Joe Carroll, Irish Water
Irish Water’s Leakage Reduction Programme Regional Lead, Joe Carroll had November 28, 2020, marked in his calendar for a long time. Pressure would become the word of the day for many reasons.
Irish Water, working in partnership with Kilkenny County Council completed a major pressure management project in Kilkenny City that would lead to 900,000 litres of water per day being saved. However, a large-scale interruption to the water supply was required over an extended duration to deliver this complex project which meant that careful planning and collaboration with all stakeholders was a top priority.
Joe explains why managing pressure on the water network is critical.
“The size and scale of the leakage challenge is well documented. Many people will believe that reducing leakage is only about replacing old pipes or fixing bursts," he says.
"However, managing pressure on the water network is another key aspect to reducing leakage and providing a more stable and reliable water supply to our customers. What does managing pressure mean? Drinking water has to travel under pressure to make it from the plant where it is produced through a complex network of pipes up hills and around bends before it reaches our taps. This pressure can challenge joints, fittings and weaknesses in the pipe work. Managing pressure is all about ensuring there is enough pressure to get water to our taps but not so much pressure that it damages the pipes along the way. Balance is the key.”
Joe and his colleagues had studied the complexities for some time and had prepared for all eventualities.
“Kilkenny City is fed from Troyswood Water Treatment Plant," he says.
"The main issue was that an outdated pressure regulation valve was causing major pressure issues across the water supply network. The high pressures were causing bursts and unplanned water supply outages for the local community, high levels of leakage and repair costs. The works completed over three weeks at Troyswood involved replacing the old valve with a modern pressure regulation valve.”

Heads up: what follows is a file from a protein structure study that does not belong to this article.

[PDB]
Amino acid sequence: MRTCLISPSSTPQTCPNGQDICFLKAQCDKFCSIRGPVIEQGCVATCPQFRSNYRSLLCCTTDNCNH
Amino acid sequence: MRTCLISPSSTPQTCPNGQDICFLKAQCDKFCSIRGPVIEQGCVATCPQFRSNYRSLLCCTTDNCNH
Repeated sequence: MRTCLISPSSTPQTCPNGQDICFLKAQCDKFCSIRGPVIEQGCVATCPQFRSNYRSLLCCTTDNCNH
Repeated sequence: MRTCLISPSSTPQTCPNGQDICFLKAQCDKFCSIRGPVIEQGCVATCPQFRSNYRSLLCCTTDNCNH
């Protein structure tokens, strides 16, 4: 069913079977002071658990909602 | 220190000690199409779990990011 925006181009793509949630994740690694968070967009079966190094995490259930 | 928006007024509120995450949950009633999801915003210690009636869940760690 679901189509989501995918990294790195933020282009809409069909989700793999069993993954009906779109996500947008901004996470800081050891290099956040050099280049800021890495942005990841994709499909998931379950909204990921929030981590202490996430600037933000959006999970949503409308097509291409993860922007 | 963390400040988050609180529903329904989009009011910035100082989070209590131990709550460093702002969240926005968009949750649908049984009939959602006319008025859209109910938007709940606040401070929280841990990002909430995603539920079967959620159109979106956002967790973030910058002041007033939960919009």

To make the challenge even greater, the valve replacement was on the trunk main leaving the water treatment plant, so there was no way for Joe or his colleagues to avoid a widespread water outage during delivery. Supply interruptions during water network improvements are routine but are generally short in duration.
The scale of area impacted is usually small too also meaning all customers impacted can be directly notified. However, this interruption to the water supply was different. A minimum 22-hour window was required to complete this significant project.
“There were potentially a wide range of customers impacted by the interruption to water supply. 18,000 properties in total including homes and businesses," said Joe.
"We understood this was hugely inconvenient with Covid-19 requirements in place, but these works were vital to the security of the water supply for Kilkenny. There were several stakeholders involved to successfully deliver the works. Irish Water, Kilkenny County Council and Ward and Burke Construction were required to work in unison to plan successful engineering and communications. Health and safety were paramount in the planning process also. Communications issued across radio, print media, social media, through direct signage and elected representatives and business organisations were contacted directly.”
Thankfully for Joe, his colleagues and the residents of Kilkenny City, the works were a huge success, finishing ahead of schedule on the day. Joe was quick to praise all involved in the planning, coordination and successful delivery of these works,
“To see these major improvement works being undertaken throughout the night with such high standards of safety, quality, efficiency and accuracy of success was a credit to each and every person involved. Their expertise within the Water Sector ensured the security of this vital resource well into the future for the people of Kilkenny City. But what benefits can be seen now complete?
“The National Leakage Management Team have confirmed there are clear positives already. It’s anticipated to generate a 15% reduction in burst frequencies, reducing interruption to customer supply and therefore reduced operational costs. The new valve has remote capabilities too enabling improved operational control. With these improved levels of pressure control the lifespan of associated downstream assets will also be extended.
"The completion of works will allow the existing infrastructure to serve possible new developments in Kilkenny City. We would like to take this opportunity to thank the local community in Kilkenny for their patience while we completed this vital upgrade to the water infrastructure.”
Tim Butler, Director of Water Services in Kilkenny County Council echoed Joe’s sentiment on the importance of the works and the patience of the Kilkenny community allowing the successful delivery.
“This was a complex piece of work with the purpose of securing the water supply for Kilkenny City in the short to medium term," he said.
"The undertaking required clear communications with the public by Irish Water in partnership with Kilkenny County Council. We would like to join in thanking the people of the city for their patience during the works of which the benefits will be seen for many years.
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